Before October 7, Israel’s national ethos espoused self-reliance. The Hamas attack has weakened this conviction. Many Israelis felt extremely vulnerable and abandoned by their state, previously hailed as an invincible regional superpower.

Israel was unable to deter Hamas nor was its military available to save the residents of the Gaza envelope communities or prevent the taking of hostages.

Nearly five months have passed since the onset of the war, 30,000 Palestinians killed, over 100 hostages are still in captivity, and Hamas remains defiant.

Most Israelis (Arabs and Jews) believe it is unlikely that an “absolute victory” will be achieved, according to a survey conducted by the Israel Institute of Democracy a few days ago.

Sooner or later, Israelis will realize that their security and well-being cannot be guaranteed solely by force, given the multiple regional threats they face.

Once the Gaza war is over, the US and Germany, Israel’s closest allies, are best suited to explore the idea of an Israeli accession. The Ukraine war and domestic politics within member-states will certainly play a major role in the process. Sweden’s application, for example, held up for over 20 months by Hungary, was finally ratified by its parliament. Viktor Orban’s close ties to Vladimir Putin who views NATO’s enlargement as a threat were responsible for the delay.

A consensus is required to admit a new candidate to the alliance. Undoubtedly, this will be a monumental undertaking, especially since Israel is located outside of Europe. Nevertheless, it merits serious consideration by Congress and the White House.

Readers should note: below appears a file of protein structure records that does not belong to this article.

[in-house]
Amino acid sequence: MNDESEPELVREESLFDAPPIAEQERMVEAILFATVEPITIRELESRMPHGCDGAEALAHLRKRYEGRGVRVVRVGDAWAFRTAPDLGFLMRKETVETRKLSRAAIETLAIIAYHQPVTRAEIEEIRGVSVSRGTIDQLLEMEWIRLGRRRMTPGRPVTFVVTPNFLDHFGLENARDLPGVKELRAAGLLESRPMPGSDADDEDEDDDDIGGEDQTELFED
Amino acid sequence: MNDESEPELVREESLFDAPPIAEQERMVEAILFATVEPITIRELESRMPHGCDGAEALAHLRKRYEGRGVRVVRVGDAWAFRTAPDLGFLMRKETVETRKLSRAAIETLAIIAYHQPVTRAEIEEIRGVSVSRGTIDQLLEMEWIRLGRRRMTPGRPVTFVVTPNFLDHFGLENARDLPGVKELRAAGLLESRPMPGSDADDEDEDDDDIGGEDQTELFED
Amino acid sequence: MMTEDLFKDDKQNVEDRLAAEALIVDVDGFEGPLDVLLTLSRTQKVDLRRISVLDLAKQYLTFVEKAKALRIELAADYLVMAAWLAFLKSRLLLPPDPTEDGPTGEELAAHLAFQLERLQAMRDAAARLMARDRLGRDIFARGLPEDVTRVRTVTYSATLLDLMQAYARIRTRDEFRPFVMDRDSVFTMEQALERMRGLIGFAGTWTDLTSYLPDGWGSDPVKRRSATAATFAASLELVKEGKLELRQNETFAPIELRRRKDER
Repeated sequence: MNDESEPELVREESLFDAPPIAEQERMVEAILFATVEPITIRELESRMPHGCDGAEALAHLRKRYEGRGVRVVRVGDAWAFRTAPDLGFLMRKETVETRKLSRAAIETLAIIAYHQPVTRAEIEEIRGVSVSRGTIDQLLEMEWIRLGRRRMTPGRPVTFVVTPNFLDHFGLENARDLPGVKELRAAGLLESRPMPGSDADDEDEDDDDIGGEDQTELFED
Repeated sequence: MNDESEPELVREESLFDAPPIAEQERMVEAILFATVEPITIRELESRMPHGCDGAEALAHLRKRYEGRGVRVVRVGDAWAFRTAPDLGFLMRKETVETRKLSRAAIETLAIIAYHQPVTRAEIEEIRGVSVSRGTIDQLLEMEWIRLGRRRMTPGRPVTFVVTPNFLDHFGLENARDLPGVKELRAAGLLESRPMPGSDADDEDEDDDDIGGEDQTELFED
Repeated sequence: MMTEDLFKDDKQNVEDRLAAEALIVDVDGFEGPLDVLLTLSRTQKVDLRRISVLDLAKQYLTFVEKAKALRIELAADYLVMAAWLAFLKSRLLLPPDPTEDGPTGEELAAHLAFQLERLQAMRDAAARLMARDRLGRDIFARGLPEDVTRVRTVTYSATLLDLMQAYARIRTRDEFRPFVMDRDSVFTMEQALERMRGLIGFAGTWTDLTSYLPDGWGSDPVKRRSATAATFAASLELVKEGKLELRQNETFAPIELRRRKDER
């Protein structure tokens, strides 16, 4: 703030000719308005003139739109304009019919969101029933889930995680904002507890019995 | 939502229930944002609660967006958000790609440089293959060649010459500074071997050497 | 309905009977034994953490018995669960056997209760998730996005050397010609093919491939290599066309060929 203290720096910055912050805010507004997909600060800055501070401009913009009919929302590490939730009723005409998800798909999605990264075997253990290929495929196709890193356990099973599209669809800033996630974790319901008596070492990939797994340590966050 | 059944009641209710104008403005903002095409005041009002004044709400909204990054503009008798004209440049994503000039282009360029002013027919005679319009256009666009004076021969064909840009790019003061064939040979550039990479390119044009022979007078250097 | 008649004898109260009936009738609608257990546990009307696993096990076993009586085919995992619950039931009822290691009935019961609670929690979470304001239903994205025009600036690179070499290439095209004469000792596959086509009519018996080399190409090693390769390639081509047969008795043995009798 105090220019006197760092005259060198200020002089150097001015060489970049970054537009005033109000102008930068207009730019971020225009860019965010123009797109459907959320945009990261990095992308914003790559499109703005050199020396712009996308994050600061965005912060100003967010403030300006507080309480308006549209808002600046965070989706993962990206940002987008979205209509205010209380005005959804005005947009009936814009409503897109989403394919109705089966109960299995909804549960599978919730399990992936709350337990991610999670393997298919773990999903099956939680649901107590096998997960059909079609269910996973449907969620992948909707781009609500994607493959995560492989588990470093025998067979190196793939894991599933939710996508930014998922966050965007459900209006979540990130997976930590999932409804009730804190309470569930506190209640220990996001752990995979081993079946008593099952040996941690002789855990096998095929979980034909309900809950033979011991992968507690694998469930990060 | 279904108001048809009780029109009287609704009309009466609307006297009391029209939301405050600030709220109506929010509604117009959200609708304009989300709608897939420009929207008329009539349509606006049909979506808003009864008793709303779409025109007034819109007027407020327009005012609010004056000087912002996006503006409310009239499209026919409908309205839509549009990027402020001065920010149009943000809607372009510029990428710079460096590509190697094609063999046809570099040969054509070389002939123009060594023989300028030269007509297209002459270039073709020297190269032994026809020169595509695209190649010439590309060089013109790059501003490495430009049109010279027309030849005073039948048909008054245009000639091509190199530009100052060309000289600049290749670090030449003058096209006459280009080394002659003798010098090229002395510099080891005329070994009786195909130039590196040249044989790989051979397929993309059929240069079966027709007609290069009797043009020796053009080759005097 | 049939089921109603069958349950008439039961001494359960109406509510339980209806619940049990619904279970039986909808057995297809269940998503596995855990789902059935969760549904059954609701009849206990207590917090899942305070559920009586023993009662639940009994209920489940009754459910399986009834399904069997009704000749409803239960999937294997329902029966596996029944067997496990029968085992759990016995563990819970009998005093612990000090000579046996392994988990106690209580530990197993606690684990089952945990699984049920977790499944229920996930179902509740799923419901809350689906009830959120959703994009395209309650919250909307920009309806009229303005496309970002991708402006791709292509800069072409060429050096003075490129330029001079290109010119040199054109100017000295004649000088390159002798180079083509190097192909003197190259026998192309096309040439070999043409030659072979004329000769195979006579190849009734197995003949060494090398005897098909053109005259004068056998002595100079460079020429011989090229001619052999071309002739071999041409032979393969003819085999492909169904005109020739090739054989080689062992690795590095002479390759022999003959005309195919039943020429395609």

Most NATO members, except Turkey, support Israel. However, several have strongly condemned its handling of the war and urged an immediate ceasefire. The organization’s Secretary General Jens Stoltenberg declared after the October attack: “Israel does not stand alone.”

The United States and the other 31 alliance members have a deep interest in a stable and peaceful Middle East. The attacks by the Houthis on ships in the Red Sea, for example, have disrupted shipping routes and oil supplies worldwide.

Massive pro-Palestinian demonstrations and demands for an immediate ceasefire in Gaza have taken place in several European capitals; antisemitic incidents have significantly increased, and terrorist threats have multiplied. The Gaza war has now become a socially explosive time bomb inside the continent.